None of these places are interesting.

Also the kids seem to spend a bunch of time jumping over puddles. They didn't want to get the shoes wet.

It's all about the shoes, man.

The film ends with a foot race that features a pair of shoes as first prize.

It was the Iranian version of "The Brady Bunch."

Still, as dopey as this film was THE SYMPOSIUM PEOPLE LOVED IT!

They praised the simplicity of the quest for shoes. They were clamoring for more. If any Iranian with $50 and a video camera had made a sequel about Zahre sharing a sock with Ali, these people would have loved that too.

I was bored by Children of Heaven. I'm sure this revelation will make those from the symposium think I am "uncultured swine."

So what? I think they have a foot fetish.

The Blue Bin

That kid on the left freaks me out. He freaks me out more than the floating bleach bottle. His face is too small for his head. Ugh!

No wonder the girl looks like she is going to throw that can at him.

I am not sure where this is from, but judging by the background it's Denver, Trenton New Jersey or my old apartment.

The Coloring Book Main Page

Monday, November 07, 2005

The Garden of Eden

This is from a bible based coloring book. It certainly brings to mind the end of Austin Powers, doesn't it?

Here Eve is on one knee proposing to an amazing tray of fruit. The goat seems fascinated by this. I am just fascinated to see a cartoon goat that isn't eating a tin can.

Hey! I think the plant behind Eve just gave me the finger!

Friday, November 04, 2005

Movieland Wax: The Oval Office

The oval office was the last place you walked through at Movieland Wax museum. It was a pretty impressive set with the president standing behind a desk (during Clinton’s term occasionally his statue was not behind the desk. In that situation you could wax Clinton in the corner with wax Monica Lewinski.)
I don't know if this was the way the museum ended when it first opened, but this has been the case for the last few presidents.

The wax statue of President Bush is pretty impressive. He looks very lifelike. So much so that it is rumored that Wax President Bush fills in for the real one when he vacations.

The previous presidents (including Bush's father) are not displayed in the museum for the most part. One notable exception was President Reagan. After his term in office he was re-dressed and put back on display.

Thursday, November 03, 2005

Movieland Wax: Mr. T

The first time I went to Movieland it was because their website listed Mr. T as one of the statues they had. I went to the museum and after about 45 minutes of touring I got to the exit and had never seen Mr. T.
I wanted to ask the employee at the exit, but he was busy with other customers so I called on the phone after I got home.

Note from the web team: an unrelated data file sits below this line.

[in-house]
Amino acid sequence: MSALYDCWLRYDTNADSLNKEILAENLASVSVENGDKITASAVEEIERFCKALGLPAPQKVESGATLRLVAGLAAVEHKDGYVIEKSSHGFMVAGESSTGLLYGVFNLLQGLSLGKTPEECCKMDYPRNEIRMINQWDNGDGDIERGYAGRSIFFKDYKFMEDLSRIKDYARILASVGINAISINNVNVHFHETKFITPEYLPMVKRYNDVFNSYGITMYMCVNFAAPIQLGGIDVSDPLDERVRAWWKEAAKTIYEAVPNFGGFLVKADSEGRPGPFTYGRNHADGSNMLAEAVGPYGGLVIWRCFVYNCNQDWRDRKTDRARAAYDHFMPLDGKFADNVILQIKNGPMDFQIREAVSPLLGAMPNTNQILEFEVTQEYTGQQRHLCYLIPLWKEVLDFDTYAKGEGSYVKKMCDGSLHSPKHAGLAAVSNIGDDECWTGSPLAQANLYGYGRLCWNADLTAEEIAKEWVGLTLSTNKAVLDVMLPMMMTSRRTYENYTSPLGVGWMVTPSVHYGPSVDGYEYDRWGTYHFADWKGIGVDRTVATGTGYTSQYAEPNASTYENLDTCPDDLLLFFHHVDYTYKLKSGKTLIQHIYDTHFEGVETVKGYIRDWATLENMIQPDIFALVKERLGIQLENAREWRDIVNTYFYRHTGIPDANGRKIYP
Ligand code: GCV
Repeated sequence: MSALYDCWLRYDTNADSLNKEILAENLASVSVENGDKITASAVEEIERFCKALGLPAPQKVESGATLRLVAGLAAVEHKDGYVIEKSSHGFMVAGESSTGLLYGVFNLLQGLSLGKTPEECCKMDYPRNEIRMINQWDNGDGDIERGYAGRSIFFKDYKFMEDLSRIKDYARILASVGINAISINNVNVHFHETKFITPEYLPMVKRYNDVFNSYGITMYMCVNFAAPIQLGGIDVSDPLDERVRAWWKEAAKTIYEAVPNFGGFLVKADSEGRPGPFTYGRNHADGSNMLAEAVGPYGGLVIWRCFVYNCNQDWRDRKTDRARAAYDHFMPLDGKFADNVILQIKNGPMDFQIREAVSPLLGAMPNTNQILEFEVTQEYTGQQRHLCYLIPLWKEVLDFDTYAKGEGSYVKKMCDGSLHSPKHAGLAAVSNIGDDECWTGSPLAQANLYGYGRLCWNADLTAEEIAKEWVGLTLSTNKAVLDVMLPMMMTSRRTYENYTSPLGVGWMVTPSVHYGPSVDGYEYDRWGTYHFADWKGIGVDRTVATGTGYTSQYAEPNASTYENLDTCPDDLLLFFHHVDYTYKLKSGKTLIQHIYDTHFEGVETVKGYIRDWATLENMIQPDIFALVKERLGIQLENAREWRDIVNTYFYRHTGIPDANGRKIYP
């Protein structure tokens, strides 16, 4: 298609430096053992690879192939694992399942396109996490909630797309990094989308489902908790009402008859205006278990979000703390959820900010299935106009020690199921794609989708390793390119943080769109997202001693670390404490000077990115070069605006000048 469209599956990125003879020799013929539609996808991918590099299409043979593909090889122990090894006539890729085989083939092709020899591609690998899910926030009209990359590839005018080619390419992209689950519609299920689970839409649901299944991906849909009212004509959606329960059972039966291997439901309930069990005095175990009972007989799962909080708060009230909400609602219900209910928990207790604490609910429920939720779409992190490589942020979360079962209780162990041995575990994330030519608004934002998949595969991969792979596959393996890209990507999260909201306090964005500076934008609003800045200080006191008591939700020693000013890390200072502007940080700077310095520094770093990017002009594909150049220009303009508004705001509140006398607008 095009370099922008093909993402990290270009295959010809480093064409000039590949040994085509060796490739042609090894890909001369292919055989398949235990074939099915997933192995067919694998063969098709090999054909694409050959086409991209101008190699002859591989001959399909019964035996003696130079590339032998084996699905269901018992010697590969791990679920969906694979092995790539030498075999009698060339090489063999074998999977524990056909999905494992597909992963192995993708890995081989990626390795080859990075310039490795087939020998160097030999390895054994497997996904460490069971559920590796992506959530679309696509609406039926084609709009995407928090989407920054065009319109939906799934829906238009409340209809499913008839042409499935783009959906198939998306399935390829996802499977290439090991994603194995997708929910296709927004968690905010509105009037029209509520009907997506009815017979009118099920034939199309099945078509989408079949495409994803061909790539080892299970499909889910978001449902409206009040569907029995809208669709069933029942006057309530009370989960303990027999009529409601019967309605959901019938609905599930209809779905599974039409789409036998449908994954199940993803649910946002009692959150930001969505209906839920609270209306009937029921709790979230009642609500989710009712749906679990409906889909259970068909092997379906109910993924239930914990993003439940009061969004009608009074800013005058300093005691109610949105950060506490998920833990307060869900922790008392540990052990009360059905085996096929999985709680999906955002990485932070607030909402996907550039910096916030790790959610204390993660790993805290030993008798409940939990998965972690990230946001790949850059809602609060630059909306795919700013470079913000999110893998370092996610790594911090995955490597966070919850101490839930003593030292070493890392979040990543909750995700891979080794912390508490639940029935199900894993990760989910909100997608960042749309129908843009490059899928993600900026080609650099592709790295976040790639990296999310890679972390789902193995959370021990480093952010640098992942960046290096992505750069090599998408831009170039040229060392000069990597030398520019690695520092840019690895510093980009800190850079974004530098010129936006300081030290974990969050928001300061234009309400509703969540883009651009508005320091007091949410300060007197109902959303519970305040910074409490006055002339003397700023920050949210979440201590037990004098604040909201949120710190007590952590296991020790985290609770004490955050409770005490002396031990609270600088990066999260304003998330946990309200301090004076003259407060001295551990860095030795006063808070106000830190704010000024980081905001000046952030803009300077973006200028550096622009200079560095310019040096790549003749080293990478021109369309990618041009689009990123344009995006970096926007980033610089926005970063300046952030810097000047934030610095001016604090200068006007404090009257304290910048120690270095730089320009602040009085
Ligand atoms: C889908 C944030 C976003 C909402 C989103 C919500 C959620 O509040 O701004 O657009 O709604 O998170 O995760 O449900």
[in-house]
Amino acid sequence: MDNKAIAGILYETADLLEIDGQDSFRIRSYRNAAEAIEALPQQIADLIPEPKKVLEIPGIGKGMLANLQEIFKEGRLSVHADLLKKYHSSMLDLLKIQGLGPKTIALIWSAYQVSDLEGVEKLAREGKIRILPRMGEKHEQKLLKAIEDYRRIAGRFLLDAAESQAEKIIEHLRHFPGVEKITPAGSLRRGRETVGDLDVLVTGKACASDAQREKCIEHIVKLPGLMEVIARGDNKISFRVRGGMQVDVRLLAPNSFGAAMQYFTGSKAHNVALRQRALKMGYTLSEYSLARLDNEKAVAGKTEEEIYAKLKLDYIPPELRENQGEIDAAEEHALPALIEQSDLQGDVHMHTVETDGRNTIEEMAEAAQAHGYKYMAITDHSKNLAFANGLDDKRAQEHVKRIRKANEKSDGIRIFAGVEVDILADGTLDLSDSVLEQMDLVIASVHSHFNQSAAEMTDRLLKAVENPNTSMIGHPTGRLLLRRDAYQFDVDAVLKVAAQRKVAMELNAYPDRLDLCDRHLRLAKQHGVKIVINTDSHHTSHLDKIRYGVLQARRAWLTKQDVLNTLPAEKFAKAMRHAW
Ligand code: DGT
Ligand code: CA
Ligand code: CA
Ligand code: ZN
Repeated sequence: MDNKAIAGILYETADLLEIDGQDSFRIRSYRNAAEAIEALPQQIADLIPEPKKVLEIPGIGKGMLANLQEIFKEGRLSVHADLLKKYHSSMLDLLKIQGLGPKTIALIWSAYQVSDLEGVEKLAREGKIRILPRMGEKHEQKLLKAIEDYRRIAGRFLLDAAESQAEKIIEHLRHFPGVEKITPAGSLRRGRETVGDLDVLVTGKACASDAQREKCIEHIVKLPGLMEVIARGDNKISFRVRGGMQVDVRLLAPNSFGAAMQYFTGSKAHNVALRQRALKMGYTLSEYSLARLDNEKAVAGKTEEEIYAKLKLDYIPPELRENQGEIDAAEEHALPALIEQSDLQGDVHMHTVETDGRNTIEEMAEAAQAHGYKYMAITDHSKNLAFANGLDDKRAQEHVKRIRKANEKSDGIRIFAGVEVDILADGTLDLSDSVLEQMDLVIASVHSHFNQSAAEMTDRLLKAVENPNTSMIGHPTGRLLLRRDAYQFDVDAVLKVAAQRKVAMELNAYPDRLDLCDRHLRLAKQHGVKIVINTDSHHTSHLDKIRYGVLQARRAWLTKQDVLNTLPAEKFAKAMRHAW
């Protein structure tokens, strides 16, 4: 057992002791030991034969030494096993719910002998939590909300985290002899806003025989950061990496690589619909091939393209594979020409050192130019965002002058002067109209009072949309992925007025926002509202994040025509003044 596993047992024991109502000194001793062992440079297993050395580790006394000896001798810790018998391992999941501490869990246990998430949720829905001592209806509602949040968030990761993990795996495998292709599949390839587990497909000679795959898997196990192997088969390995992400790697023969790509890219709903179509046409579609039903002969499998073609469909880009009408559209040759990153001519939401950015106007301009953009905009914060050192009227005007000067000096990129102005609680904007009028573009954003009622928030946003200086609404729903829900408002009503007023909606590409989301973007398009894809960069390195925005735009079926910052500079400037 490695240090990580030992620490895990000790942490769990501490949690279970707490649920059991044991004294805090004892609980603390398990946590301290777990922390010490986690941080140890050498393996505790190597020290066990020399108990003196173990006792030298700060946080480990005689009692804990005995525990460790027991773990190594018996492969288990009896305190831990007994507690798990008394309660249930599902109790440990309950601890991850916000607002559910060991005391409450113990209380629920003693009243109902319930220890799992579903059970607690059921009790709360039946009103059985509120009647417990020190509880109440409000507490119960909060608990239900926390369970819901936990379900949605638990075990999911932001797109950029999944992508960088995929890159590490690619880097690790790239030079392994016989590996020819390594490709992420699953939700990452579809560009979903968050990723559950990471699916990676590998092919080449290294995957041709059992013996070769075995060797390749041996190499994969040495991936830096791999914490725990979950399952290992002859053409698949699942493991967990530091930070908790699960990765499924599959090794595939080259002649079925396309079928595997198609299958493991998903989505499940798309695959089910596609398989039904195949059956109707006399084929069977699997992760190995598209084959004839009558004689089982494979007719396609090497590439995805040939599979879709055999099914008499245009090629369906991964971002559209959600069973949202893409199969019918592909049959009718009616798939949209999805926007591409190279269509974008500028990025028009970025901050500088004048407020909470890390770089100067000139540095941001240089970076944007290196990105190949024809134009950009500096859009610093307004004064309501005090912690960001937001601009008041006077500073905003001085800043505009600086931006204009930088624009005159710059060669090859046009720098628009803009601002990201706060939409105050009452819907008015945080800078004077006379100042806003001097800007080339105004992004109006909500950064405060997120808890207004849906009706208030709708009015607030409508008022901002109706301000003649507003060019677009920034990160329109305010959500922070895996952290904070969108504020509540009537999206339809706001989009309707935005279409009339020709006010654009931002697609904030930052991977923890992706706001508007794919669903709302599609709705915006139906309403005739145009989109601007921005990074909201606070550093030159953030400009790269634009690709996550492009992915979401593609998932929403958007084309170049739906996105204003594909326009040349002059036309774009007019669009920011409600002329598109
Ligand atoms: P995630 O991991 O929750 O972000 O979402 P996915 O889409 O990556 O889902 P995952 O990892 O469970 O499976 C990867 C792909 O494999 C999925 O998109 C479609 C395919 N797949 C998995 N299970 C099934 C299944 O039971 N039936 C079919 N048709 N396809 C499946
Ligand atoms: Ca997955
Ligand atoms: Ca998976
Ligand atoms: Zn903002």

MOVIELAND: Hello, Movieland Wax.
SWEETIE: Hi. Do you have a wax statue of Mr. T?
MOVIELAND: I don't think so. Let me check.
(on hold for 3 minutes)
MOVIELAND: No sir, we don't have a statue of Master P.
MOVIELAND: Oh sure, we have Mr. T.
SWEETIE: I went there today and I couldn't find him.
MOVIELAND: He's here. I passed him this morning. Ask an employee and they can show you.
(BTW, that was a real conversation. No joke.)

So I went back another day and asked an employee. It turns out they had Mr. T and about 100 other statues on a huge wing of the museum that I missed on my first trip. It was amazing to me that the museum was so huge that I could miss a whole 1/4 of it and still feel I got my moneys worth (well, aside from the lack of Mr. T and Master P.)

Mr. T is located in a 'warehouse' setting that is somewhat indicative of the A-Team. It's a MUCH better likeness than the OTHER wax Mr. T that is at Movieland Wax in Canada (note: the two museums are not affiliated at all.)

I have an older photo of the Mr. T statue and on THAT he is wearing a perfect match of what his 1984 gold chains looked like. Today the statue features a much more generic set of chains (featuring a dollar sign and a peace symbol.)

I don't know when this changed and why.

Mr. T stood directly across from Neo of The Matrix.

Tuesday, November 01, 2005

Movieland Wax: Shirley Temple

My memory is a little fuzzy about these photos. Most of them were taken a couple of years ago. Plus, Movieland was so big that every time I went I would look at a statue and say "Hey! Was that here before?"
Then I would look at my shoes and say "Answer me, shoes! I'm asking you a question!"

Then they kicked me out.

Anyway, this is the Shirley Temple "Good Ship Lollypop." It sure was adorable. I am pretty sure that she rotated as the song played. That is probably why I am looking off to the left; I am looking to see if anyone else is waiting for me to move.

Or maybe my shoes were over there and I was looking to pick a fight with 'em.